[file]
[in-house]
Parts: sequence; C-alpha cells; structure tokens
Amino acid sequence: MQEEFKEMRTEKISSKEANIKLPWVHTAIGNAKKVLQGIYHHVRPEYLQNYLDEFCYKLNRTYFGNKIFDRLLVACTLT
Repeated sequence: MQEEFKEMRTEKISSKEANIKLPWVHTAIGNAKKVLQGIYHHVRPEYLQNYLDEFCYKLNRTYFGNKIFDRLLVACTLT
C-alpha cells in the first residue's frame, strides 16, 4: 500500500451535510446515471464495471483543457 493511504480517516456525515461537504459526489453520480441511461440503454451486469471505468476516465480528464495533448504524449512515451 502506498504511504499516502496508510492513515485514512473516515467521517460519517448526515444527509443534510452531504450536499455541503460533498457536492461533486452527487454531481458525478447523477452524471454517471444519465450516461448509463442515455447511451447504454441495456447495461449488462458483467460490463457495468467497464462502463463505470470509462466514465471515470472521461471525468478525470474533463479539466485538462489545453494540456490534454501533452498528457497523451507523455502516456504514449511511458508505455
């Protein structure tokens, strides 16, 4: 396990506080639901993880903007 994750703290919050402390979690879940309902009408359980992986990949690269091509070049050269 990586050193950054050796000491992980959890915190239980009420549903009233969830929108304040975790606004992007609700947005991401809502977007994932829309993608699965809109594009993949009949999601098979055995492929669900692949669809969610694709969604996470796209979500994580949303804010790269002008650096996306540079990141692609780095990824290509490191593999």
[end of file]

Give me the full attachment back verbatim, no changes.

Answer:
[in-house]
Parts: sequence; C-alpha cells; structure tokens
Amino acid sequence: MQEEFKEMRTEKISSKEANIKLPWVHTAIGNAKKVLQGIYHHVRPEYLQNYLDEFCYKLNRTYFGNKIFDRLLVACTLT
Repeated sequence: MQEEFKEMRTEKISSKEANIKLPWVHTAIGNAKKVLQGIYHHVRPEYLQNYLDEFCYKLNRTYFGNKIFDRLLVACTLT
C-alpha cells in the first residue's frame, strides 16, 4: 500500500451535510446515471464495471483543457 493511504480517516456525515461537504459526489453520480441511461440503454451486469471505468476516465480528464495533448504524449512515451 502506498504511504499516502496508510492513515485514512473516515467521517460519517448526515444527509443534510452531504450536499455541503460533498457536492461533486452527487454531481458525478447523477452524471454517471444519465450516461448509463442515455447511451447504454441495456447495461449488462458483467460490463457495468467497464462502463463505470470509462466514465471515470472521461471525468478525470474533463479539466485538462489545453494540456490534454501533452498528457497523451507523455502516456504514449511511458508505455
């Protein structure tokens, strides 16, 4: 396990506080639901993880903007 994750703290919050402390979690879940309902009408359980992986990949690269091509070049050269 990586050193950054050796000491992980959890915190239980009420549903009233969830929108304040975790606004992007609700947005991401809502977007994932829309993608699965809109594009993949009949999601098979055995492929669900692949669809969610694709969604996470796209979500994580949303804010790269002008650096996306540079990141692609780095990824290509490191593999």